Then came the Covid-19 pandemic. The games are delayed about a year, causing an extra cost of ¥294bn ($2.8bn) on top of the existing ¥1.35tn budget. Shinzo Abe, a proponent of the Tokyo games, is no longer the country’s prime minister. A recent poll showed that a majority of the public opposes holding the games next year, favouring a further delay or outright cancellation.

Japan needs to establish a new model of success for the Olympic Games. Pre-pandemic-style success, a packed stadium full of local people and overseas tourists, is unlikely to happen and may not even be desirable — inside or outside of Japan. But a clear blueprint of the post-pandemic games has not yet been provided by the new administration of Yoshihide Suga — or the IOC.

The local mood is sour, but Kenji Fuma, chief executive of Tokyo-based ESG advisory company Neural, sees a bright spot: global co-operation. As multilateral meetings are on the decline under the pandemic — even virtually — Mr Fuma thinks that the games can act as a reminder of global collaboration. “I hope that [the] Tokyo Olympics in 2021 will be remembered as a turning point that fortifies bonds among countries and creates a mood to fight for the sustainable society together”, said Mr Fuma.

Investors raise the stakes in proxy season 2021

Companies’ annual general meetings used to be torpid affairs, brightened only by the free snacks. But, now, the gatherings have become battlegrounds for ESG activists — punctuated in 2020 by a record year of support for environmental and social shareholder proposals.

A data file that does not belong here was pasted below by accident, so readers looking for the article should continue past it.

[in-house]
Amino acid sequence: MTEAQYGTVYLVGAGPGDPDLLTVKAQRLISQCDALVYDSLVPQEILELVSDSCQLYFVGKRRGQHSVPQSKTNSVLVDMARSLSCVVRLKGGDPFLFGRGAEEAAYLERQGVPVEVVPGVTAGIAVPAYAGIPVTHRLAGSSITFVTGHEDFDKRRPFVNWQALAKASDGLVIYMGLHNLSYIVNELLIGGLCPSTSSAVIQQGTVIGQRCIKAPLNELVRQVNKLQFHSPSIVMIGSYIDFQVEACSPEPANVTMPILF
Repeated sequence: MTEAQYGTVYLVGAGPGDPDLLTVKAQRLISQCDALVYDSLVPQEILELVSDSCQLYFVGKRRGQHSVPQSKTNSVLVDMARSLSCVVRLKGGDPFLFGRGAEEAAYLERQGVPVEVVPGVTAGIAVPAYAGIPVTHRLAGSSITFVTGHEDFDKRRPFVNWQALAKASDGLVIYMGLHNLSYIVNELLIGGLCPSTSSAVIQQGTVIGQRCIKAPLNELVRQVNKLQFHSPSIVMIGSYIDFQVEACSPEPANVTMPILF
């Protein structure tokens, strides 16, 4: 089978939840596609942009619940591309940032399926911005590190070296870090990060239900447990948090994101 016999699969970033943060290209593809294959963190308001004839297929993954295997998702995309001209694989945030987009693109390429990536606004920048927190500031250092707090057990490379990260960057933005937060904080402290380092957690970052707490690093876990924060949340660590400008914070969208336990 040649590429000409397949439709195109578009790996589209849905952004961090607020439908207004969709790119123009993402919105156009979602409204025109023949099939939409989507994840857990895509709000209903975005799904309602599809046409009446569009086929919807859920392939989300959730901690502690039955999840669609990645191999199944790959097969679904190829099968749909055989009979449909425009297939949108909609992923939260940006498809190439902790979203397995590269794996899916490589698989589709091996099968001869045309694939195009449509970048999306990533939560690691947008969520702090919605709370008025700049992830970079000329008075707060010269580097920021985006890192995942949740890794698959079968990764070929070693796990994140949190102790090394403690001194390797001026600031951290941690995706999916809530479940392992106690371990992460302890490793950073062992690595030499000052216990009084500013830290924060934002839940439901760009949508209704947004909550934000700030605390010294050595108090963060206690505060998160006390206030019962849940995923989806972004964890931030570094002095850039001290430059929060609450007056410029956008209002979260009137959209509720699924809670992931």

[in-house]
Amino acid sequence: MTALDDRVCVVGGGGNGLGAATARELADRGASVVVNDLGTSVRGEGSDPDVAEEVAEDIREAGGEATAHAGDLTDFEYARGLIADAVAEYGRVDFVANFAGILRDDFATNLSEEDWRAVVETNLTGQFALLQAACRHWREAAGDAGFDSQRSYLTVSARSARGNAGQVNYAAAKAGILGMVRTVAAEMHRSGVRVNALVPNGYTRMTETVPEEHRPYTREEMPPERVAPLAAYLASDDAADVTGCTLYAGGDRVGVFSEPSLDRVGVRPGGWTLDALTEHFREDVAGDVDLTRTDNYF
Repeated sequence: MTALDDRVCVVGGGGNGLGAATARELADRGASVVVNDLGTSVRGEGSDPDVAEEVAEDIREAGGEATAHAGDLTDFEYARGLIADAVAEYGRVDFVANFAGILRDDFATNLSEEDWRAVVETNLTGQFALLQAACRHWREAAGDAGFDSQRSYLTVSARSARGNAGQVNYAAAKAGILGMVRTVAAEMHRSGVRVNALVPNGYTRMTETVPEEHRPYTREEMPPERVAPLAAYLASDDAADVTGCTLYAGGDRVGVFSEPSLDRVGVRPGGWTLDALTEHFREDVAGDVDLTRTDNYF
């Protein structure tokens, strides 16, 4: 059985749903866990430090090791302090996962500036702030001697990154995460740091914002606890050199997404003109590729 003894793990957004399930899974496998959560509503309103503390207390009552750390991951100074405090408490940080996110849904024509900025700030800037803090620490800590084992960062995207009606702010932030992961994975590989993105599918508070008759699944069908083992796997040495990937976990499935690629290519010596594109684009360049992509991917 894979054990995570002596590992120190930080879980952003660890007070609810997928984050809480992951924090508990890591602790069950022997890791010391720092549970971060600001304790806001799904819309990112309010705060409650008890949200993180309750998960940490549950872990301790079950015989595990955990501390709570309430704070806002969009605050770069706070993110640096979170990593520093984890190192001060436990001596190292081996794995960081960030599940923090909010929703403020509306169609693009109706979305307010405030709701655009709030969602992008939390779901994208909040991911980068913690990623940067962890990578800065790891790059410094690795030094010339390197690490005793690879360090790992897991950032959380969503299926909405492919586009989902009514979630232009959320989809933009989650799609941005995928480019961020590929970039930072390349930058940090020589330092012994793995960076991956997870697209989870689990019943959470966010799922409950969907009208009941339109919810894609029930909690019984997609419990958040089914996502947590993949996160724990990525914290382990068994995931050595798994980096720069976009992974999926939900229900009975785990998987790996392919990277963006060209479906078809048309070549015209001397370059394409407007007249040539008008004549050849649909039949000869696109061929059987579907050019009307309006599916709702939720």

Climate change will remain a top concern for shareholders in proxy voting season 2021. UK hedge fund billionaire Chris Hohn’s “Say on Climate” initiative will be coming before US shareholders. Investors will continue to fight coal. Amundi plans to broaden its coal engagement beyond European banks to insurance companies and other financial services businesses on other continents.

And social issues focusing on paid leave and diversity disclosures will gather steam. First up: BlackRock. Mr Fink’s all-important letter to companies in the weeks ahead could be a bellwether for social concerns just as his 2020 letter was for climate change causes.

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Hedge fund manager Hohn pays himself $479m




Billionaire hedge fund manager Sir Christopher Hohn has paid himself a dividend of $479m, one of the largest-ever annual personal payouts in the UK, after profits at his firm more than doubled last year.

Hohn, who is founder of Mayfair-based TCI Fund Management and one of the UK’s biggest philanthropists, made the payment to a company he controls during the year to February 2020, according to regulatory filings.

TCI, which manages more than $45bn in assets and tends to bet on rising rather than falling prices, has been a big winner from the bull market of recent years. During 2019 it made $8.4bn worth of profits for investors, according to LCH Investments, profiting from gains in stocks including Alphabet, Charter Communications and Canadian Pacific Railway.

TCI Fund Management’s profits for the year to February 2020 jumped 108 per cent to $670.9m. The $479m dividend was then paid to a separate firm TCI Fund Management (UK). Both companies are controlled by Hohn.